Her production work plays with space in a way that’s as striking as the xx’s early recordings, stripping away the clutter in moody R&B to emphasize each instruments’ intrinsic impact. “Rooms” is built on a low-throb, Waychunas’ voice confidently hissing and whispering admissions of her body’s decay under the weight of a parasitic intimacy. “Oh Peter” takes instead a glitchy solemnity, expansive yet apprehensive, recalling FKA Twigs by way of Sharon Van Etten. And on “Would You,” the last song written right before the EP’s mastering, she sings over nothing more than a reverberating electric guitar, unwaveringly undressing herself to a significant other, daring him to love her as she truly is rather than how he might see her. Her songwriting is unadorned, but hardly fragile — if she’s been broken before, she now holds herself together by taut stitching. Her melodies are patient, yet forceful — undulating in and out of silence, instinctively tempered.
My personal favorite moment on the EP is when Waychunas takes this aesthetic to its most bare on “Happy,” ornamenting the song with little more than a churning, chimney-fire guitar that crackles as she pushes her vocals to the red with a raw-yet-measured wail. Her lyrics are plainspoken, but direct — cutting to the subliminal without ever crossing the surface. “If we go out and you don’t wanna stay/ We can leave, you don’t have to explain/ Even though I think you spent too much time alone,” she sings consolingly, her voice quavering but her conviction resolute, embodying gracefulness in dependency.
This voice is the most powerful instrument on Sadness Is A Gesture, as well as the most versatile, benefitting from Waychunas’ dual auteurism as both the vocalist and the producer. She bends it to atmospheric heights on the chorus of “Honey,” meanwhile stretching it out into a punctuated howl on “Oh Peter.” On “Geranimo” alone, her voice slackens into a creeping flatline, pinches into a puncturing needle, falls into a deep rumble, and waxes and wanes in a feathery cascade. Her lyricism is rich and lucid, yet her tone alone captures in its entirety the condition of her soul.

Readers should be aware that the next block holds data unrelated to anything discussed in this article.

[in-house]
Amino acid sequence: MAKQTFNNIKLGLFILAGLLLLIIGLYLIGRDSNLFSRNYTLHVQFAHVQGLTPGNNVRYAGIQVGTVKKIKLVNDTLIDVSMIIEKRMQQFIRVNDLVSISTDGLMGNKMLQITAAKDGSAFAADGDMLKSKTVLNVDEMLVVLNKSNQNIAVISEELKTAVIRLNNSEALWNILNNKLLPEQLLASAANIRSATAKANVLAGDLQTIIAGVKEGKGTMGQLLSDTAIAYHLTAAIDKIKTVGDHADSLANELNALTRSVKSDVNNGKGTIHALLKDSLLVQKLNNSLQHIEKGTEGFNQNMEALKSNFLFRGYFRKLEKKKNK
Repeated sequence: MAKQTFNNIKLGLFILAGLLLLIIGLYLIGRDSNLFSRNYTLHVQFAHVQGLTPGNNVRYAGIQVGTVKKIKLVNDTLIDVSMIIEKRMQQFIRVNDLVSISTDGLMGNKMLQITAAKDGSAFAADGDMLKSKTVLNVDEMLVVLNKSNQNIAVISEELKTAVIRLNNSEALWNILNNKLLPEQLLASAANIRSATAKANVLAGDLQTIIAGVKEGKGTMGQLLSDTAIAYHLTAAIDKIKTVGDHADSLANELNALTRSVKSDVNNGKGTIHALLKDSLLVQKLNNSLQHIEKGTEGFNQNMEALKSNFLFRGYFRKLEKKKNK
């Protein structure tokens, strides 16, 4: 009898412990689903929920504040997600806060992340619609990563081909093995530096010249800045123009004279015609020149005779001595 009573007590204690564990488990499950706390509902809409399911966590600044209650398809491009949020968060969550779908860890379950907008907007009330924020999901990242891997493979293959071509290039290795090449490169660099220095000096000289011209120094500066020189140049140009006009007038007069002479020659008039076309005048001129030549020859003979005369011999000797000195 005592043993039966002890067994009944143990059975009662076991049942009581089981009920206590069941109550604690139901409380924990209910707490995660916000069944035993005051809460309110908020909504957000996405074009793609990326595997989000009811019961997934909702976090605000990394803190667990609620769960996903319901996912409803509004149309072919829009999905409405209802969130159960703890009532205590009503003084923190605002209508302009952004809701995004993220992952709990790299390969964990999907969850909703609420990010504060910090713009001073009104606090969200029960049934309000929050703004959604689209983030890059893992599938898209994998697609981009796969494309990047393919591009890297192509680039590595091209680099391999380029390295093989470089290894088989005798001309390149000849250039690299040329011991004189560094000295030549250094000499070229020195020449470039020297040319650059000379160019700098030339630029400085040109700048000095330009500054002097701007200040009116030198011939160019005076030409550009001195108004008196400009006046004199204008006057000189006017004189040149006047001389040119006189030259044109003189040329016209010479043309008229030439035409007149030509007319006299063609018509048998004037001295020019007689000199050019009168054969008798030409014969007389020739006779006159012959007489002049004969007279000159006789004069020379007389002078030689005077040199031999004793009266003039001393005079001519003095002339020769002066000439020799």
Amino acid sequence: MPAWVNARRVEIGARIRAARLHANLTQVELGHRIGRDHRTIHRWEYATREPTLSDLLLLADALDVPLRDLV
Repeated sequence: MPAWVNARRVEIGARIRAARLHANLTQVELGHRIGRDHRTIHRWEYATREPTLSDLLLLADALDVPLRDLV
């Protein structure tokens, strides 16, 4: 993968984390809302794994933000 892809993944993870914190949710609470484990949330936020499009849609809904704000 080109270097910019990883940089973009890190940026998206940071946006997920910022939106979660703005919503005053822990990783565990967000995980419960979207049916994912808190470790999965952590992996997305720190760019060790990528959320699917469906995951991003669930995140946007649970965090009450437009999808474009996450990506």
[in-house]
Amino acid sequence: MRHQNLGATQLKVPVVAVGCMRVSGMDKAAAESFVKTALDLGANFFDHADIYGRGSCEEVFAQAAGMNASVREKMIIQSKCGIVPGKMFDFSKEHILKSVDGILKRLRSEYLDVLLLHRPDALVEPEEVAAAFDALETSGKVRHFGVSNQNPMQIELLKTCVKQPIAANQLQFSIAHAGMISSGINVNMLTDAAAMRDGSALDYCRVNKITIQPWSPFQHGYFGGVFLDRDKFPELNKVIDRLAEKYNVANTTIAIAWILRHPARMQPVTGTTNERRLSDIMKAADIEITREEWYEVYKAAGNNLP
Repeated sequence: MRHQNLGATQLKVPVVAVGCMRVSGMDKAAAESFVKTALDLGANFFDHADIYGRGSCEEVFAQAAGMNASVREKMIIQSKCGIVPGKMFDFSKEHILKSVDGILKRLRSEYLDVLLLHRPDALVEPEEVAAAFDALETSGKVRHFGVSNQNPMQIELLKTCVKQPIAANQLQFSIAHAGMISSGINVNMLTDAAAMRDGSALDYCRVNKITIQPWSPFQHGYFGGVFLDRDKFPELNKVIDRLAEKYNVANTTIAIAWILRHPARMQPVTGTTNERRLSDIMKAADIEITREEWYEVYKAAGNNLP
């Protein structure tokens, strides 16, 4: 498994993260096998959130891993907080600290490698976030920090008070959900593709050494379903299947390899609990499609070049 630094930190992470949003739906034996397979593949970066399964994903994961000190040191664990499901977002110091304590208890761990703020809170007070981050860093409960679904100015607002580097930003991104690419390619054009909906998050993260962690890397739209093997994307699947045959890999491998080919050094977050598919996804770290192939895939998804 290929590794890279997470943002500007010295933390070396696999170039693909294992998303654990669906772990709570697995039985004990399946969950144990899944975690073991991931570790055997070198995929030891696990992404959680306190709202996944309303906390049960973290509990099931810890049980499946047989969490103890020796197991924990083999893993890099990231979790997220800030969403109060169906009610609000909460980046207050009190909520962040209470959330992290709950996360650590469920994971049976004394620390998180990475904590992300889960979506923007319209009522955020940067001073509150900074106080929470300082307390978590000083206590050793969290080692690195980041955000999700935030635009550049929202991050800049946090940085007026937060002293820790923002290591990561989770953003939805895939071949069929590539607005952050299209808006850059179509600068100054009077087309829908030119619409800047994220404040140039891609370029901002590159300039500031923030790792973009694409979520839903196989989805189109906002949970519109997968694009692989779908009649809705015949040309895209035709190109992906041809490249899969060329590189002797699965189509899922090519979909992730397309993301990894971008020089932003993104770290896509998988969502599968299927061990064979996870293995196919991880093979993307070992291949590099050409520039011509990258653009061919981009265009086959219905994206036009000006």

“I know confessionalism is a big thing, but that’s not what I’m trying to do,” Waychunas declares adamantly. These songs aren’t open wounds to prove to anyone the depth to which she bleeds, but are instead on display as an affirmation to others of the legitimacy of these experiences. “I think a lot of young people, women particularly, ask for validation from everyone, not just the people that you trust,” she says. “I want to give people permission to be themselves, and have it not be scary.” To that end, Aphra is the music of resolve: that of still holding onto love that may not have its hands on you, refusing to define yourself by the moments that defy you, and of keeping close to your past without letting it keep you back.